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- Can you just change to part-time employment?
- How do you apply for your super when you cease employment?
- Are there limitations on how you access your super when you cease employment after 60?
- What are the tax implications?
- Can you change your mind and go back to work later?
- Other conditions of release
- The bottom line
Accessing your super becomes more attractive once you turn 60. Not only are withdrawals tax free, but the definition of stopping work is more flexible.
Ceasing employment after you reach the age of 60 is a condition of release, or one way you that you can access your super in Australia. But where super is concerned, there is a material difference between ceasing employment and retiring.
Ceasing employment or retiring: What’s the difference?
Ceasing employment means leaving a job, even if you get a job with another employer. And if you do get another job, you can only access the super benefits you’ve accumulated up to that point in time. Any super you accumulate with your new employer must be preserved until you meet another super condition of release (such as turning 65).
Retiring, on the other hand, is more final. To satisfy the retirement provisions of Australia’s super legislation you must:
- Have reached your preservation age
- Have ceased gainful employment
- Not have any intention of becoming gainfully employed again in the future.
Being gainfully employed means receiving any sort of monetary reward for working at least ten hours a week.
Note though that if you have two jobs you only need to cease one employment arrangement to meet this super condition of release. You can continue working in your other job.
Can you just change to part-time employment?
If you’re aged over 60, you can work part time and still access your super, provided the role is with a new employer, not the employer you left to meet your ‘ceasing employment’ condition of release.
Part-time work is classed as 10 to 30 hours a week in Australia.
How do you apply for your super when you cease employment?
This varies from fund to fund, but most require you to sign a form declaring you have met the ceased employment condition of release. They may also require a declaration from your employer.
You must also provide appropriate proof of identity before any of your super will be released after you’ve ceased employment.
It’s important to understand that trustees of super funds (including self-managed super funds) need to comply with super legislation when paying benefits to fund members. Failure to do so can lead to harsh penalties being imposed by the Australian Taxation Office (ATO).
Are there limitations on how you access your super when you cease employment after 60?
No, there’s not.
When you’re eligible to access your super because you’ve met the ceased employment condition of release, you can choose to take your super payments as a lump sum, as an income stream (also known as a superannuation pension) or as a combination of the two.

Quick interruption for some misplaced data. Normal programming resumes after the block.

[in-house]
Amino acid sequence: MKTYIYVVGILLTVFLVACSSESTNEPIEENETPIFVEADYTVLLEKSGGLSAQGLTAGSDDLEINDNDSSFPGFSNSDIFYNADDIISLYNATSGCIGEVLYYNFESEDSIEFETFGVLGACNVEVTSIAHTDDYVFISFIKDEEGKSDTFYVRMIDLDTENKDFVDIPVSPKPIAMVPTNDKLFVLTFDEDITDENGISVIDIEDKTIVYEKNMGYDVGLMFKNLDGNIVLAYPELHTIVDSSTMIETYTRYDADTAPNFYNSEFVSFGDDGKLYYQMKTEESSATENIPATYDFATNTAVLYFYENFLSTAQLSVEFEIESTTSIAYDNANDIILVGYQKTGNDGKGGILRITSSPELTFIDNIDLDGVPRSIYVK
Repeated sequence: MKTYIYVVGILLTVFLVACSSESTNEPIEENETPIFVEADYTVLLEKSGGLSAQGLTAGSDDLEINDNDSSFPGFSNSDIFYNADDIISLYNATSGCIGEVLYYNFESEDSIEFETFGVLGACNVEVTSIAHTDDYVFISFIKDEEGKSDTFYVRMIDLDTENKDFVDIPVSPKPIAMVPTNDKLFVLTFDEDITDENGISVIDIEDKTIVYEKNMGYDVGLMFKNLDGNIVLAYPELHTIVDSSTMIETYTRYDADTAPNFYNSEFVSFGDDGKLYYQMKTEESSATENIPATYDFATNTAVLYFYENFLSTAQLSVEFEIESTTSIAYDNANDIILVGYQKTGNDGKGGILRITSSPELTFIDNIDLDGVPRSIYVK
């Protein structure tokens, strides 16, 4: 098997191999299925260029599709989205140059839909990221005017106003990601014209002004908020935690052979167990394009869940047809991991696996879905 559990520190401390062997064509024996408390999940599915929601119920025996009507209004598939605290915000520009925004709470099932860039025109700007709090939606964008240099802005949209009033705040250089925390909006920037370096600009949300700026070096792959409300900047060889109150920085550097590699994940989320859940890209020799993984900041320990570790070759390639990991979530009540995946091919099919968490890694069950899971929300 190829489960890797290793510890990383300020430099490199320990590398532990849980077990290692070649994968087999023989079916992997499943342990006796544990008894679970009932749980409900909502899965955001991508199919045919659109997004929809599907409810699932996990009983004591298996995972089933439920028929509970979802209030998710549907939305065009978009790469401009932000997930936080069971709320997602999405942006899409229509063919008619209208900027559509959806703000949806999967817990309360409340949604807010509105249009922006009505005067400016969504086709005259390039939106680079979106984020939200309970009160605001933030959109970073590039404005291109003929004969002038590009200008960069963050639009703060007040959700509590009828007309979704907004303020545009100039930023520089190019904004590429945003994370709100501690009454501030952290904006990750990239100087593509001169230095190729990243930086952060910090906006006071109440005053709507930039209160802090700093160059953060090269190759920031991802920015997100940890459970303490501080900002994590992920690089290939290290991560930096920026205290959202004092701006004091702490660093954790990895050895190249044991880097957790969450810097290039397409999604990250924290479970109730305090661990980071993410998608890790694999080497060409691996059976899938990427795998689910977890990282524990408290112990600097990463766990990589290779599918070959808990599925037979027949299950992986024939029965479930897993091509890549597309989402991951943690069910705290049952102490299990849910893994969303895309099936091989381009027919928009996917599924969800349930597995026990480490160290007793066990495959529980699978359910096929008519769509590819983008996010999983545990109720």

What are the tax implications?
When you cease employment after the age of 60 you can withdraw your super tax free, regardless of whether you receive lump sum payments, an income stream or a bit of both.
Can you change your mind and go back to work later?
Yes, you can. You can even get a job with a new employer straight away.
The only criterion to meet this condition of release is to cease an employment arrangement with one current employer after you turn 60.
However, if you’re 67 or older and you go back to work with a new employer, you’ll only be able to make further contributions to your super fund if you satisfy the work test and you’re no older than 74. To satisfy the work test, you must work a minimum of 40 hours in any consecutive period of 30 days.
Other conditions of release
Besides ceasing employment after age 60, other common superannuation conditions of release are:
- Retiring from the workforce after you reach your preservation age. Your preservation age is between the ages of 55 and 60, depending on your date of birth
- Reaching your preservation age and beginning a transition-to-retirement income stream (TTR or TRIS)
- Turning 65, even if you haven’t retired
You can also access part of your super prior to reaching your preservation age in special circumstances, such as:
- If you become permanently or temporarily incapacitated
- If you’re suffering severe financial hardship or from a terminal medical condition
- On compassionate grounds.
And for a limited time only, you can access up to $20,000 of your super early due to COVID-19.
Ceasing employment after the age of 60 is one of the ways you can access your super. You can return to the workforce with another employer any time if you want. If you have two jobs, you still meet this super condition of release if you cease your employment with one of your employers.
The information contained in this article is general in nature.